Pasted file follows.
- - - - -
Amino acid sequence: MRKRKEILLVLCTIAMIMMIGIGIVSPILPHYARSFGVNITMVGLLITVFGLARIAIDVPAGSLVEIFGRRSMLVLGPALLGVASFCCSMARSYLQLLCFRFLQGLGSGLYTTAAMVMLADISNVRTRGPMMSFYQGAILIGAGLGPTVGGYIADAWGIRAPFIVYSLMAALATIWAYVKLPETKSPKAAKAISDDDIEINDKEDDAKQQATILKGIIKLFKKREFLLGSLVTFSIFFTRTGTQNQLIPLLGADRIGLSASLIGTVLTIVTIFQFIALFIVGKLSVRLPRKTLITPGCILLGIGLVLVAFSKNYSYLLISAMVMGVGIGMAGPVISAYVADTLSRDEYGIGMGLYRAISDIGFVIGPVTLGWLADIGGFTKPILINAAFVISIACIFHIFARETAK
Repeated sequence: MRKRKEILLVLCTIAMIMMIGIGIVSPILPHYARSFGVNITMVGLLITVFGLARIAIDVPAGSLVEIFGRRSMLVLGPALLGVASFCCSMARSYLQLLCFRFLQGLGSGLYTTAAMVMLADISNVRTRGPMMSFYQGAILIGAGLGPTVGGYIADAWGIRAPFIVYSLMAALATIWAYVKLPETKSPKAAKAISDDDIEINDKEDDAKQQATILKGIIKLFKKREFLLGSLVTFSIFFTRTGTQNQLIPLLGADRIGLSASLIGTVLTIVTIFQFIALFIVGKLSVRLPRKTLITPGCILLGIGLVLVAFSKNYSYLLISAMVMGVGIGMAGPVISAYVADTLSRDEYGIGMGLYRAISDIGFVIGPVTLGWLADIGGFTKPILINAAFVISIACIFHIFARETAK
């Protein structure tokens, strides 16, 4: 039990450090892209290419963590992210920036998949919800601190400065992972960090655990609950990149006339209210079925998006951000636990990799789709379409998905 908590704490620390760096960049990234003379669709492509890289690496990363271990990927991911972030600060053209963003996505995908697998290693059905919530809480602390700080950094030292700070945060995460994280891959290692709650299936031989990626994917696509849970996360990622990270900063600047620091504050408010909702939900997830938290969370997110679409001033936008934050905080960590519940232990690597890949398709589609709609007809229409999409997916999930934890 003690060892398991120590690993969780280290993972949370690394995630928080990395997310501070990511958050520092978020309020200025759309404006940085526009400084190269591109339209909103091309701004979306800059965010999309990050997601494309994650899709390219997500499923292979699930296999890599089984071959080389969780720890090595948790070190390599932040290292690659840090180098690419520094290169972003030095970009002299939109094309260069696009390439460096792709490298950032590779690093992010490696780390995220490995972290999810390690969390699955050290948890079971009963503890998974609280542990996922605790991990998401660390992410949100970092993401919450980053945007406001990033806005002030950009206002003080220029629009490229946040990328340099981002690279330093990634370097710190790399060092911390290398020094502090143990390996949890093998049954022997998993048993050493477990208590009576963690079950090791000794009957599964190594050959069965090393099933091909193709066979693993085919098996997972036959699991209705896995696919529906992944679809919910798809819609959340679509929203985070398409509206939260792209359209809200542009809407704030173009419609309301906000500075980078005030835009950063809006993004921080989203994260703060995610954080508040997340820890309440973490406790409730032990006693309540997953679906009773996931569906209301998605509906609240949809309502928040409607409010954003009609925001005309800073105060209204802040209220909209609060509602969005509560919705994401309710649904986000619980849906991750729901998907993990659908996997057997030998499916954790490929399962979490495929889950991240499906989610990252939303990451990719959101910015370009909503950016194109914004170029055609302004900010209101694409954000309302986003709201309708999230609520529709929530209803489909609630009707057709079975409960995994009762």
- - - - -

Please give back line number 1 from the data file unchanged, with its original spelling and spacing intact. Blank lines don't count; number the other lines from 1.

Amino acid sequence: MRKRKEILLVLCTIAMIMMIGIGIVSPILPHYARSFGVNITMVGLLITVFGLARIAIDVPAGSLVEIFGRRSMLVLGPALLGVASFCCSMARSYLQLLCFRFLQGLGSGLYTTAAMVMLADISNVRTRGPMMSFYQGAILIGAGLGPTVGGYIADAWGIRAPFIVYSLMAALATIWAYVKLPETKSPKAAKAISDDDIEINDKEDDAKQQATILKGIIKLFKKREFLLGSLVTFSIFFTRTGTQNQLIPLLGADRIGLSASLIGTVLTIVTIFQFIALFIVGKLSVRLPRKTLITPGCILLGIGLVLVAFSKNYSYLLISAMVMGVGIGMAGPVISAYVADTLSRDEYGIGMGLYRAISDIGFVIGPVTLGWLADIGGFTKPILINAAFVISIACIFHIFARETAK